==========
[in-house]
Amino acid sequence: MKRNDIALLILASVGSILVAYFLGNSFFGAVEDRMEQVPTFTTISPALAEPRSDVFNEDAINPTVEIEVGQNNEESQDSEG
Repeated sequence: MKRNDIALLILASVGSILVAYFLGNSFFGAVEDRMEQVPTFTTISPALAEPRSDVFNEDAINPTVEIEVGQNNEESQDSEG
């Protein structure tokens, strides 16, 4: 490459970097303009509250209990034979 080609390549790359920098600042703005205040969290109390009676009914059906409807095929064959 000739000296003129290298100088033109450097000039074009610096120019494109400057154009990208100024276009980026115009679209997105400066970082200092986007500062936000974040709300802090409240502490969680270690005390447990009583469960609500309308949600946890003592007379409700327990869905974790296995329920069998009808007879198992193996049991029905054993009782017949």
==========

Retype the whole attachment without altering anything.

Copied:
[in-house]
Amino acid sequence: MKRNDIALLILASVGSILVAYFLGNSFFGAVEDRMEQVPTFTTISPALAEPRSDVFNEDAINPTVEIEVGQNNEESQDSEG
Repeated sequence: MKRNDIALLILASVGSILVAYFLGNSFFGAVEDRMEQVPTFTTISPALAEPRSDVFNEDAINPTVEIEVGQNNEESQDSEG
């Protein structure tokens, strides 16, 4: 490459970097303009509250209990034979 080609390549790359920098600042703005205040969290109390009676009914059906409807095929064959 000739000296003129290298100088033109450097000039074009610096120019494109400057154009990208100024276009980026115009679209997105400066970082200092986007500062936000974040709300802090409240502490969680270690005390447990009583469960609500309308949600946890003592007379409700327990869905974790296995329920069998009808007879198992193996049991029905054993009782017949």